Documenting Not Just "How" but "Why"


#1

Being fairly “old school” and largely self-trained, I’m used to writing instructions about how to use a certain feature (Do 1, do 2, do 3, you’re done). Recently, I’ve been challenged to also document why, which I interpret (though I could be missing the point) as the rationale for using a feature or “what this does for you,” rather than “what this does.”

So naturally, I tried “Googling” how to document “why” and surprisingly came up with nothing, or at least nothing I could find in a few seconds of scanning the search results.

I thrive on examples, so if I could see the difference, I’d probably be able to understand it. I’m throwing myself on the mercy of the forum members and asking for samples or ideas about how to document “why”.

Thanks.


#2

This is basically information typing, or information mapping… the difference between a procedure, a concept, and a reference topic. If you look up “concept vs reference vs procedure” you’ll (or information mapping or information typing), you’ll find a wealth of information.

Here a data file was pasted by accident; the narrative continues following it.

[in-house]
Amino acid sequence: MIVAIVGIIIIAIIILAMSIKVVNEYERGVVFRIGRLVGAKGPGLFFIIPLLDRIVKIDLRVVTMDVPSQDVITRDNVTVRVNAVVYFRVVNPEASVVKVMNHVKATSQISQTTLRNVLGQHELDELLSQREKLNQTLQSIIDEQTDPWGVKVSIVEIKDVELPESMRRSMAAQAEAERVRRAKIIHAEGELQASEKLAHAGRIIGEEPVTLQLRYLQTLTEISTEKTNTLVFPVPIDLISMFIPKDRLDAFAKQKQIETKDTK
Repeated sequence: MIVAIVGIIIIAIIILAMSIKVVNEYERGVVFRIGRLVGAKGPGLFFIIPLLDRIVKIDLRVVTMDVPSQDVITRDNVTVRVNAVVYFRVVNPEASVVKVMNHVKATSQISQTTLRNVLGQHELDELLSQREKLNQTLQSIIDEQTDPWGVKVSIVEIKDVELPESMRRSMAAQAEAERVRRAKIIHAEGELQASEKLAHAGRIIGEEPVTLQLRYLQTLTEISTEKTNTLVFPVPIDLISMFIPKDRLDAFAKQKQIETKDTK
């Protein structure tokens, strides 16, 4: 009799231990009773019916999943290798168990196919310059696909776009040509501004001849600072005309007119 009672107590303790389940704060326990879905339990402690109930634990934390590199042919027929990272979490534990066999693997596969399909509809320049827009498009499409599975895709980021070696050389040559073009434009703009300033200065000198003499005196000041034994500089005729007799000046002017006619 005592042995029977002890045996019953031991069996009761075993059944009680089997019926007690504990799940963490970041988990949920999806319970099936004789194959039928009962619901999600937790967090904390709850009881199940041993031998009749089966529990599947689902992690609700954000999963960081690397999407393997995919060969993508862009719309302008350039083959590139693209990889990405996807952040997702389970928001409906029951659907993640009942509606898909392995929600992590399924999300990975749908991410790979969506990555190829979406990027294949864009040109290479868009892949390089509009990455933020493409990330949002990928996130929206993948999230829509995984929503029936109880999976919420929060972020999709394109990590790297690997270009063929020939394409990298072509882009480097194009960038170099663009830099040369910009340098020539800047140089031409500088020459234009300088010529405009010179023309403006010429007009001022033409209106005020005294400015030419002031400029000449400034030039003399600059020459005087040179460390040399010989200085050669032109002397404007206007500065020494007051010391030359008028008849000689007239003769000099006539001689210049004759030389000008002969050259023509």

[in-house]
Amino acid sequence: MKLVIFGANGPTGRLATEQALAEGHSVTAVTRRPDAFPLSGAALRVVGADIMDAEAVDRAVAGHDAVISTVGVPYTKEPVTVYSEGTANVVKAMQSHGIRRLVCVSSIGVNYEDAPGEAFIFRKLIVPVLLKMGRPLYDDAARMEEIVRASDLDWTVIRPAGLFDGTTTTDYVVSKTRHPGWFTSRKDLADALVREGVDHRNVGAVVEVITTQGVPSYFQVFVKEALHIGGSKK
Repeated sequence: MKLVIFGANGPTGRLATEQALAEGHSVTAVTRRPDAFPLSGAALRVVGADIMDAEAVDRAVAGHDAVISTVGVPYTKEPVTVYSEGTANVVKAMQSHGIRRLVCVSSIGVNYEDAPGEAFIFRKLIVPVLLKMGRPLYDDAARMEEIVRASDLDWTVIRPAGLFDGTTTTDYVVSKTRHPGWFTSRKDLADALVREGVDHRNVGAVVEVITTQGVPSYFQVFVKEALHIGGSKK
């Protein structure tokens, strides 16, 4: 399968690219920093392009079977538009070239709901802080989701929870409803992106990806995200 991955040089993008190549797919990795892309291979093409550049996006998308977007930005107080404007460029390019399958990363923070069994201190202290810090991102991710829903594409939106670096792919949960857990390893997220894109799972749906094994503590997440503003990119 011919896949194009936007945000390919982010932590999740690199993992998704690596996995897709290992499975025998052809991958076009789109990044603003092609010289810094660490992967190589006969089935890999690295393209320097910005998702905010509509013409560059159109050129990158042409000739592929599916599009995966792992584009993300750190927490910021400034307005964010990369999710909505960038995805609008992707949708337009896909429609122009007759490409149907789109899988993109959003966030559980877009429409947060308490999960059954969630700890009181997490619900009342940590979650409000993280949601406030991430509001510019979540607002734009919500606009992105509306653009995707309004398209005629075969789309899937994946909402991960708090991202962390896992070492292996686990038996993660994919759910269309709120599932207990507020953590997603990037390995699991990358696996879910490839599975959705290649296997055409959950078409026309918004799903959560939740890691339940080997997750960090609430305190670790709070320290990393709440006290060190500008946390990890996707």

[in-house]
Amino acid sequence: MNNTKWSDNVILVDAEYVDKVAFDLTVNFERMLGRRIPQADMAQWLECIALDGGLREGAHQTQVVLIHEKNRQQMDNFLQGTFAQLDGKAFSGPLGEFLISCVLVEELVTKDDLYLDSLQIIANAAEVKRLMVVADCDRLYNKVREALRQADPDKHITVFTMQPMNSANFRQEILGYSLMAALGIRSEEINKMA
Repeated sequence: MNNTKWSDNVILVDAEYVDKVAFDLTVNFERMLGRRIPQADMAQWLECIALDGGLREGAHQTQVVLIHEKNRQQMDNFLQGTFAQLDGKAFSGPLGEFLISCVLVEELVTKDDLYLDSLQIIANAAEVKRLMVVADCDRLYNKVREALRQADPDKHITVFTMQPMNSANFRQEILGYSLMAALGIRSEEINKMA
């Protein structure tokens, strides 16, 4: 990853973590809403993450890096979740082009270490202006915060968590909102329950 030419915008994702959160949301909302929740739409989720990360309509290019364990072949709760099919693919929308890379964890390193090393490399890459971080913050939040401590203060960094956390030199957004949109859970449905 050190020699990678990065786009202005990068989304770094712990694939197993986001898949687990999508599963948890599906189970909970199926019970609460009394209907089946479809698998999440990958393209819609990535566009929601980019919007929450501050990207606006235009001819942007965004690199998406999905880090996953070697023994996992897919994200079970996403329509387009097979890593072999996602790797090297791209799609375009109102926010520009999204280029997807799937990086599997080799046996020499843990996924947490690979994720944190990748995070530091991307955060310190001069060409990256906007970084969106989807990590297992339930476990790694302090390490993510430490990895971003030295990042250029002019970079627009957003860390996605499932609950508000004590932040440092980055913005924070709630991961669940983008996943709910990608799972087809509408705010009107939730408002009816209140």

Basically, you really don’t just want to tell someone to do something. This would be akin to my telling you who to vote for. You would want me to tell you why. And that why can include additional information covered in reference (parameters) or overview information (why that candidate is so cool and will rock your world). Or whatever.

Does that make sense?
…sue


#3

Actually, that was really helpful. Thanks.


#4

Good one Sue.
I would like to add to it. An example or a use case would help answer the Why for the user.

Mandar


#5

Something I would suggest is to discuss alternatives or why something isn’t an alternative.

So if this feature is what you’re suggesting but it sounds like another feature, why are you recommending this particular one. Since cases could be that the other feature is deprecated, only works on a single OS, less efficient, etc.